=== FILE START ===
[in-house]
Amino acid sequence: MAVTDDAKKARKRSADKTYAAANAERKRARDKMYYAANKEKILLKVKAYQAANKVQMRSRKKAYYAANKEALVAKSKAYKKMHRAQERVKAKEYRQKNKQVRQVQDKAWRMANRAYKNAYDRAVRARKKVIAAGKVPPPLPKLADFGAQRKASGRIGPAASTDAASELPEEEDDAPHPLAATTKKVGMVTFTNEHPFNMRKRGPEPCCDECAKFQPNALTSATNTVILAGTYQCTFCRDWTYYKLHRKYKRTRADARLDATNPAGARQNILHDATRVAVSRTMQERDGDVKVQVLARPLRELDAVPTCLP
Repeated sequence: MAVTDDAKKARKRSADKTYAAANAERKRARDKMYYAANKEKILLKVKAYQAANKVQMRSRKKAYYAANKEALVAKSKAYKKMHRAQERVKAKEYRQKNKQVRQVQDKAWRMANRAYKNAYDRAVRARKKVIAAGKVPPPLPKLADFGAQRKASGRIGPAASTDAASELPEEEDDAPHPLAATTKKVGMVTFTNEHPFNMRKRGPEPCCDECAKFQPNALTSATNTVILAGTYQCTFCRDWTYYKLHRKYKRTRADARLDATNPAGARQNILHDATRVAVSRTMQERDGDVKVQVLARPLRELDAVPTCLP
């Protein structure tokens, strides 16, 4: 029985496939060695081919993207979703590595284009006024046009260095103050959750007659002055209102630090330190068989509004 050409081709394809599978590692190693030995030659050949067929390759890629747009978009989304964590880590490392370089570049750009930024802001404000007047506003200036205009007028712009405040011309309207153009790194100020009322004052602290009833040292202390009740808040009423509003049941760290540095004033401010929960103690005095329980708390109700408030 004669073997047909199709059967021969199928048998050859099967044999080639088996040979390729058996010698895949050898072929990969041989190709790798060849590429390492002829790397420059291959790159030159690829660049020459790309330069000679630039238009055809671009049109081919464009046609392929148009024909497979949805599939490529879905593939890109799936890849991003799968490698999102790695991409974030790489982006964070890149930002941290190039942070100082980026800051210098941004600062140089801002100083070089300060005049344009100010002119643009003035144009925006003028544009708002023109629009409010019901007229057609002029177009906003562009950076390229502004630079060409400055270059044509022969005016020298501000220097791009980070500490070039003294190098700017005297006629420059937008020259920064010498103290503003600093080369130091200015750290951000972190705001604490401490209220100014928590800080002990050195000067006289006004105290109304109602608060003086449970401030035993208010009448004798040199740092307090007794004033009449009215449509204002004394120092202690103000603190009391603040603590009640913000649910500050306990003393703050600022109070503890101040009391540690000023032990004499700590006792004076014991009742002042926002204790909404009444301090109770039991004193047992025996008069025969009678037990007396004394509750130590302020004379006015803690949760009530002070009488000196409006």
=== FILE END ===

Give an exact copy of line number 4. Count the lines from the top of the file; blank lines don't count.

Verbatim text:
């Protein structure tokens, strides 16, 4: 029985496939060695081919993207979703590595284009006024046009260095103050959750007659002055209102630090330190068989509004 050409081709394809599978590692190693030995030659050949067929390759890629747009978009989304964590880590490392370089570049750009930024802001404000007047506003200036205009007028712009405040011309309207153009790194100020009322004052602290009833040292202390009740808040009423509003049941760290540095004033401010929960103690005095329980708390109700408030 004669073997047909199709059967021969199928048998050859099967044999080639088996040979390729058996010698895949050898072929990969041989190709790798060849590429390492002829790397420059291959790159030159690829660049020459790309330069000679630039238009055809671009049109081919464009046609392929148009024909497979949805599939490529879905593939890109799936890849991003799968490698999102790695991409974030790489982006964070890149930002941290190039942070100082980026800051210098941004600062140089801002100083070089300060005049344009100010002119643009003035144009925006003028544009708002023109629009409010019901007229057609002029177009906003562009950076390229502004630079060409400055270059044509022969005016020298501000220097791009980070500490070039003294190098700017005297006629420059937008020259920064010498103290503003600093080369130091200015750290951000972190705001604490401490209220100014928590800080002990050195000067006289006004105290109304109602608060003086449970401030035993208010009448004798040199740092307090007794004033009449009215449509204002004394120092202690103000603190009391603040603590009640913000649910500050306990003393703050600022109070503890101040009391540690000023032990004499700590006792004076014991009742002042926002204790909404009444301090109770039991004193047992025996008069025969009678037990007396004394509750130590302020004379006015803690949760009530002070009488000196409006």